(1) God's covenant people are a humble people. 'Be ye clothed with humility' (1 Peter 5:5). God's people esteem others better than themselves; they shrink into nothing in their own thoughts (Phil. 2:3). David cries out, 'I am a worm, and no man:' though a saint, though a king, yet a worm (Ps. 22:6). When Moses' face shined he covered it with a veil. When God's people shine most in grace, they are covered with the veil of humility. Pride excludes from the covenant, for 'God resisteth the proud' (1 Pet. 5:5), and sure such are not in covenant with God whom he resists.
(2) A people in covenant with God are a willing people; though they cannot serve God perfectly, they serve him willingly. They do not grudge God a little time spent in his worship; they do not hesitate or murmur at sufferings; they will go through a sea and a wilderness, if God call. 'Thy people shall be a willing people' (Ps. 110:3): 'a people of willingness' (Hebrew). This spontaneity and willingness is from the attractive power of God's Spirit: the Spirit does not impellere, force, but trahere, sweetly draws the will; and this willingness in religion makes all our services accepted. God does sometimes accept of willingness without the work, but never the work without willingness.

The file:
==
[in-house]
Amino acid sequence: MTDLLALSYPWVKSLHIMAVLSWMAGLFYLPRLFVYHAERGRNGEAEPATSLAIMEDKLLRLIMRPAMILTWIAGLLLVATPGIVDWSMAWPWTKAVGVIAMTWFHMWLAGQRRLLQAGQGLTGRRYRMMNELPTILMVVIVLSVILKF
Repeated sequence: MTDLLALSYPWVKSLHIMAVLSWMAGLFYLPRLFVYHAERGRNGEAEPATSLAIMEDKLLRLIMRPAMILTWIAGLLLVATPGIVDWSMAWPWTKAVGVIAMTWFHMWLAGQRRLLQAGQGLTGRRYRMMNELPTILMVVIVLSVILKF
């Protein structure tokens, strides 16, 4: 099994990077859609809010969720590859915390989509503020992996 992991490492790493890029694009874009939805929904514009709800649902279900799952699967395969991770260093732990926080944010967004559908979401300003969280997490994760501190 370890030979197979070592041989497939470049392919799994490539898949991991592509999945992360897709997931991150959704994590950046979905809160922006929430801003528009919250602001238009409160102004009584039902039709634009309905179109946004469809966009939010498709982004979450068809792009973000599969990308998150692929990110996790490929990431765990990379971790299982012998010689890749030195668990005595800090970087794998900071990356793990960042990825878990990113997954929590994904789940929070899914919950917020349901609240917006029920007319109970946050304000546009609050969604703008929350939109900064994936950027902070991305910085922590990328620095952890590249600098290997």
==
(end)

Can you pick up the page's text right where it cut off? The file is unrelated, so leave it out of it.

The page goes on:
(3) God's covenant people are a consecrated people, they have holiness to the Lord written upon them. 'Thou art a holy people to the Lord thy God' (Deut. 7). God's covenant people are separated from the world, and sanctified by the Spirit. The priests under the law were not only washed from gross sins, but adorned with holiness of heart: they bear not only God's name, but image. Tamerlane refused a pot of gold, when he saw it had not his father's stamp upon it, but the Roman stamp. Holiness is God's stamp; if he does not see this stamp upon us, he will not own us for his covenant people.